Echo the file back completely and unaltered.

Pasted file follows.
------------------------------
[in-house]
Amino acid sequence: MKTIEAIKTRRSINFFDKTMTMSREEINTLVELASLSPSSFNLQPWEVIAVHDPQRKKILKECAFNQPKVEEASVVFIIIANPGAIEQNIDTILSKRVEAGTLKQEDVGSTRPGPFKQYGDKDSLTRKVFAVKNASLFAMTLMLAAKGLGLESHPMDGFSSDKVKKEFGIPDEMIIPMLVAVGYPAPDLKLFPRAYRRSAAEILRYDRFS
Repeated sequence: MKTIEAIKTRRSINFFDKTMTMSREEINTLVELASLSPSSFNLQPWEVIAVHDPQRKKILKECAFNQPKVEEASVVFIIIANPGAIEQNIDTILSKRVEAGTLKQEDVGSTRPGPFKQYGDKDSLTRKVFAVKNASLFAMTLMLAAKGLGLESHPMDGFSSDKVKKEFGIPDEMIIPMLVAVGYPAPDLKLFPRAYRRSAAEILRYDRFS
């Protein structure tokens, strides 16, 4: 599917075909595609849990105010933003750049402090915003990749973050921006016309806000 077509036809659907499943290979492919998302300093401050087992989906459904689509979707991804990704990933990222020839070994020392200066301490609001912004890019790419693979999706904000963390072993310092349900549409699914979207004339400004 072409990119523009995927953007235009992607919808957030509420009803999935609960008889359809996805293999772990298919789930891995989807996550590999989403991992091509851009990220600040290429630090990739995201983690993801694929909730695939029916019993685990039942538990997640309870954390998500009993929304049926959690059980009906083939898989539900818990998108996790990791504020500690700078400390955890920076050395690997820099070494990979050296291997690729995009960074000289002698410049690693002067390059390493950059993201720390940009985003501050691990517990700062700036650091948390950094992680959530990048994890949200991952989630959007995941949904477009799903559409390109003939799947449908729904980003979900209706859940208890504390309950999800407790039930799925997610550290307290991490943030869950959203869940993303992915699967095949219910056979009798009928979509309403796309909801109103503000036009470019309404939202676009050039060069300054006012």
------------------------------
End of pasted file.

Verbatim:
[in-house]
Amino acid sequence: MKTIEAIKTRRSINFFDKTMTMSREEINTLVELASLSPSSFNLQPWEVIAVHDPQRKKILKECAFNQPKVEEASVVFIIIANPGAIEQNIDTILSKRVEAGTLKQEDVGSTRPGPFKQYGDKDSLTRKVFAVKNASLFAMTLMLAAKGLGLESHPMDGFSSDKVKKEFGIPDEMIIPMLVAVGYPAPDLKLFPRAYRRSAAEILRYDRFS
Repeated sequence: MKTIEAIKTRRSINFFDKTMTMSREEINTLVELASLSPSSFNLQPWEVIAVHDPQRKKILKECAFNQPKVEEASVVFIIIANPGAIEQNIDTILSKRVEAGTLKQEDVGSTRPGPFKQYGDKDSLTRKVFAVKNASLFAMTLMLAAKGLGLESHPMDGFSSDKVKKEFGIPDEMIIPMLVAVGYPAPDLKLFPRAYRRSAAEILRYDRFS
């Protein structure tokens, strides 16, 4: 599917075909595609849990105010933003750049402090915003990749973050921006016309806000 077509036809659907499943290979492919998302300093401050087992989906459904689509979707991804990704990933990222020839070994020392200066301490609001912004890019790419693979999706904000963390072993310092349900549409699914979207004339400004 072409990119523009995927953007235009992607919808957030509420009803999935609960008889359809996805293999772990298919789930891995989807996550590999989403991992091509851009990220600040290429630090990739995201983690993801694929909730695939029916019993685990039942538990997640309870954390998500009993929304049926959690059980009906083939898989539900818990998108996790990791504020500690700078400390955890920076050395690997820099070494990979050296291997690729995009960074000289002698410049690693002067390059390493950059993201720390940009985003501050691990517990700062700036650091948390950094992680959530990048994890949200991952989630959007995941949904477009799903559409390109003939799947449908729904980003979900209706859940208890504390309950999800407790039930799925997610550290307290991490943030869950959203869940993303992915699967095949219910056979009798009928979509309403796309909801109103503000036009470019309404939202676009050039060069300054006012």